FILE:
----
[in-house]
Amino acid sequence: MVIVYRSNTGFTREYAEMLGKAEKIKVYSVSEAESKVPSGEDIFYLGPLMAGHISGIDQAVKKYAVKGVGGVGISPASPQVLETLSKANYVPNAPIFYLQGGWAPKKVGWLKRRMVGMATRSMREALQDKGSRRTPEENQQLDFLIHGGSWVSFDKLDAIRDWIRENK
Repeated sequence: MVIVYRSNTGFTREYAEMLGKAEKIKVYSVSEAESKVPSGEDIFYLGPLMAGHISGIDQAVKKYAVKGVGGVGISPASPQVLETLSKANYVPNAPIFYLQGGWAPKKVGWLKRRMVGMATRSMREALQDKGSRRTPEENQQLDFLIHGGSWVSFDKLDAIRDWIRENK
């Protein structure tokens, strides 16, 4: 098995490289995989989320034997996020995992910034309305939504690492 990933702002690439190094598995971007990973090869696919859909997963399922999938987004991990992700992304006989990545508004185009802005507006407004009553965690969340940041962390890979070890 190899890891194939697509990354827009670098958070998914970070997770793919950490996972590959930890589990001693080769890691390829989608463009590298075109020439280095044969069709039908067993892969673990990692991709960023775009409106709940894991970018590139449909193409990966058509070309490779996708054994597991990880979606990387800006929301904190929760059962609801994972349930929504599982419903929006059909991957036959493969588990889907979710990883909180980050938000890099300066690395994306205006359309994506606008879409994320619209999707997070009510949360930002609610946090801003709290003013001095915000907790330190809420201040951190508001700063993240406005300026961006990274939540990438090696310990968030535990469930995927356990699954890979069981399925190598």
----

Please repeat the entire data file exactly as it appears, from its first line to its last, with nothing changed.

[in-house]
Amino acid sequence: MVIVYRSNTGFTREYAEMLGKAEKIKVYSVSEAESKVPSGEDIFYLGPLMAGHISGIDQAVKKYAVKGVGGVGISPASPQVLETLSKANYVPNAPIFYLQGGWAPKKVGWLKRRMVGMATRSMREALQDKGSRRTPEENQQLDFLIHGGSWVSFDKLDAIRDWIRENK
Repeated sequence: MVIVYRSNTGFTREYAEMLGKAEKIKVYSVSEAESKVPSGEDIFYLGPLMAGHISGIDQAVKKYAVKGVGGVGISPASPQVLETLSKANYVPNAPIFYLQGGWAPKKVGWLKRRMVGMATRSMREALQDKGSRRTPEENQQLDFLIHGGSWVSFDKLDAIRDWIRENK
């Protein structure tokens, strides 16, 4: 098995490289995989989320034997996020995992910034309305939504690492 990933702002690439190094598995971007990973090869696919859909997963399922999938987004991990992700992304006989990545508004185009802005507006407004009553965690969340940041962390890979070890 190899890891194939697509990354827009670098958070998914970070997770793919950490996972590959930890589990001693080769890691390829989608463009590298075109020439280095044969069709039908067993892969673990990692991709960023775009409106709940894991970018590139449909193409990966058509070309490779996708054994597991990880979606990387800006929301904190929760059962609801994972349930929504599982419903929006059909991957036959493969588990889907979710990883909180980050938000890099300066690395994306205006359309994506606008879409994320619209999707997070009510949360930002609610946090801003709290003013001095915000907790330190809420201040951190508001700063993240406005300026961006990274939540990438090696310990968030535990469930995927356990699954890979069981399925190598």